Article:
I’d like to tell you a story about my youngest sister, Claire.
My beautiful, mouthy, intelligent, selfless, pain-in-ass, amazing baby sister who died in March this year, aged just 24 – which, apparently according to the endless platitudes and condolences I am still hearing several months on, is no age at all. Whatever that means.
There’s been a lot of talk about the Government’s plans to introduce an opt-out system for organ donation, like the one already implemented in Wales (where my family is from).
You’ve probably read a lot of stories about people waiting on organ donor lists, and how the change to the opt-out system will potentially save an extra 200 lives a year, and all of that is true and good.
I’m not here to tell you you have to donate your organs, as that’s a very personal choice (although, obviously, I would love if it everyone was willing to do this), just how it actually works.
Because I know all too well the situation a person finds themselves in when the question is asked, and so I want to share a little of our story, for context, just so people have an idea of the realities of such a decision – and why it is so, so important to make sure your family know your wishes beforehand.
I don’t like phones at the best of times, but when yours rings at 4:39am on a Thursday, and it’s your family, the news is never good.
Claire collapsed in work, they said. She needs to be rushed to a different hospital with a neuro unit, they said.
I’m walking around my room, half taking in what’s being said, mostly wondering if it would be rude to go and wake up my housemate to let her know that I’m leaving the house and don’t know when I’ll return.
A hastily booked Uber later saw me spending the next two hours on a train from London to Cardiff with nothing for company but my thoughts. I found myself looking for magpies, praying to and bargaining with a God I’ve not prayed to in over twenty years, foolishly googling outcomes based on what very little information I had (NEVER do this, for anything).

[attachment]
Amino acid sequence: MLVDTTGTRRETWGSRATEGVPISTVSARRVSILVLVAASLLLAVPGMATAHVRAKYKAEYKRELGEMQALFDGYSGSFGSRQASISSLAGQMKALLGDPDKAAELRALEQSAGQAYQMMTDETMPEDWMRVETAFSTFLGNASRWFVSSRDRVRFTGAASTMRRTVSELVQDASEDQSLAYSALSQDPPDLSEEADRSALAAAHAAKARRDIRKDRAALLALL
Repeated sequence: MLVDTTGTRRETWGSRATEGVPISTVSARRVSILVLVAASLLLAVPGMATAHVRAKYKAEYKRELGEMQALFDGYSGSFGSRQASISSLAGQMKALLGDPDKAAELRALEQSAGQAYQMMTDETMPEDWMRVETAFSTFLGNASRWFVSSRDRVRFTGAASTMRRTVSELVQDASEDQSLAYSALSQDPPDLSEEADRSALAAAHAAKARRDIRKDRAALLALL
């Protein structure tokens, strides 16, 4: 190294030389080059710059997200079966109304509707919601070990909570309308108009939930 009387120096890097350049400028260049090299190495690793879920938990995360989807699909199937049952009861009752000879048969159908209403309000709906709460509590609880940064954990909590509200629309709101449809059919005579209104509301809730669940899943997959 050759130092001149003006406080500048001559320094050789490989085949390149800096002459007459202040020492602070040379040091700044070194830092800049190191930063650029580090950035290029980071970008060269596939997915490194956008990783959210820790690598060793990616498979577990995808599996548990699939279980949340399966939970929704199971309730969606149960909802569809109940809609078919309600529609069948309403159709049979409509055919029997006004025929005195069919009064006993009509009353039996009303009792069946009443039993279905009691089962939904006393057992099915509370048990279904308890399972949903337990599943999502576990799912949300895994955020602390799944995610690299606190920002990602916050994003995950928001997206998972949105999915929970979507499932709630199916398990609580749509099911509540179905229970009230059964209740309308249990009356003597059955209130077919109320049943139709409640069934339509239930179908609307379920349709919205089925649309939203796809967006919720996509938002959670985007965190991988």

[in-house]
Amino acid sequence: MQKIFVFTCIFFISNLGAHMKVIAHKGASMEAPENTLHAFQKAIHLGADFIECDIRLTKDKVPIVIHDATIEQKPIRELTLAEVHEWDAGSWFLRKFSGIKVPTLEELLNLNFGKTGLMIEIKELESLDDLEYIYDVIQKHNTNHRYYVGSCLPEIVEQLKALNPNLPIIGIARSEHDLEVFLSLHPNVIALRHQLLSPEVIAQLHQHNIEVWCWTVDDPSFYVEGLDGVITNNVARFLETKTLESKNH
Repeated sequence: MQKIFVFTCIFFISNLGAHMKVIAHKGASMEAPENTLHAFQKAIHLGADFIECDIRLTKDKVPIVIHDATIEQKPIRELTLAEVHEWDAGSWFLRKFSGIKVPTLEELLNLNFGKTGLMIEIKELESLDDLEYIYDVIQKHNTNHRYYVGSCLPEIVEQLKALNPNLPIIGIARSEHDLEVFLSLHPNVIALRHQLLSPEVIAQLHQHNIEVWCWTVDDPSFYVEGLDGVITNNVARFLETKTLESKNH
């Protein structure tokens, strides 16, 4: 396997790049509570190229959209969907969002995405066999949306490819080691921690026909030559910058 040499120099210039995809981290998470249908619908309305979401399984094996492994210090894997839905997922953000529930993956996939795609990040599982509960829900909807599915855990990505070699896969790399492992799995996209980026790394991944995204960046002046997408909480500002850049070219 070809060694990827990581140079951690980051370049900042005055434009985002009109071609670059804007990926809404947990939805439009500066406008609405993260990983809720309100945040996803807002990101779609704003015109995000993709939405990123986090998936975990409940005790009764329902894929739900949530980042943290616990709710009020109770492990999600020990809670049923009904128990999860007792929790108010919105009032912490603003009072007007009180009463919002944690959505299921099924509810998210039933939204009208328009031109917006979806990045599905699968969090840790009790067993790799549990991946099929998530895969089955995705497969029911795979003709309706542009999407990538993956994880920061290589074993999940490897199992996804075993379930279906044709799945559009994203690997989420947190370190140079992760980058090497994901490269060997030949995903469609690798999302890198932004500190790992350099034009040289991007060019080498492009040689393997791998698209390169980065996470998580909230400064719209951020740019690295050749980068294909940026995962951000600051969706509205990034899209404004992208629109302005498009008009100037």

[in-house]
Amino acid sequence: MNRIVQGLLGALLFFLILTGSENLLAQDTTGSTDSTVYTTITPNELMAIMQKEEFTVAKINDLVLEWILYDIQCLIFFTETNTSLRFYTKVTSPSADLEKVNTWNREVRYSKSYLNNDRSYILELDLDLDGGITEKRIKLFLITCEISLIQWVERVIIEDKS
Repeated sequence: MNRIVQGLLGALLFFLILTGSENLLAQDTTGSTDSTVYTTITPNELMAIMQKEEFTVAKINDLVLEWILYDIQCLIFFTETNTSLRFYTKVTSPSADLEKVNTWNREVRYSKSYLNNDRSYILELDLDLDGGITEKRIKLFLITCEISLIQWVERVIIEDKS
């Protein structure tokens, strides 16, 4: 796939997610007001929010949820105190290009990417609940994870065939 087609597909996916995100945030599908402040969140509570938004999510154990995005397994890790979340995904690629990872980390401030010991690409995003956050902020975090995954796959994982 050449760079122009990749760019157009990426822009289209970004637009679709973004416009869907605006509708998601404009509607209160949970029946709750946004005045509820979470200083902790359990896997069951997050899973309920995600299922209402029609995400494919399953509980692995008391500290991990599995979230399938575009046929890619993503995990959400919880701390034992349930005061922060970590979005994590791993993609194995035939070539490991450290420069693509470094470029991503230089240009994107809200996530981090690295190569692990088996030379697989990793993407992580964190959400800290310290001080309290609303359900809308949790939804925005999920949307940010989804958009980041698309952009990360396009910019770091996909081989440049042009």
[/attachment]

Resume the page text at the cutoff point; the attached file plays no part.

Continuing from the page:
I was in contact with my other sister; they had gone home to get some things, and were going to come to the specialist hospital a little later as it was expected Claire would be in surgery for several hours.
When I arrived at the hospital, they told me she was already out of surgery.
In hindsight, that should’ve been a clue.
Then, up to the right ward to wait.
Wait for my family to turn up; wait for the doctors and nurses to give us more information; wait for the news that tore a whole in my chest that will never fully be repaired.
We lost her on the Thursday, but there are very strict protocols and checks hospitals must go through when the cause in brain-related, so the ‘official’ time of death came at 5pm on the Friday.
You’re trying to process this, talk through options, what happens next … and then comes the time where you have to tell people.
I found myself spending the next day and a half looking after my sister’s boyfriend and friends; I needed something to do, and being practical instead of dealing with my own emotions seemed like a sensible choice.
Spoiler: it wasn’t
Having to explain to some, specifically, that this was it – no, there was nothing else they could do, this was their chance to say goodbye; would they like to come; of course I’d meet them outside and bring them up to the room; would they like me to take them in?; yes, I know it looks like she’s sleeping; it’s OK to cry; I know it looks scary so just be warned; they have to keep her breathing for the organ donation; of course it’s OK to hold her hand; the tissues are at the end of the bed; take as long as you need.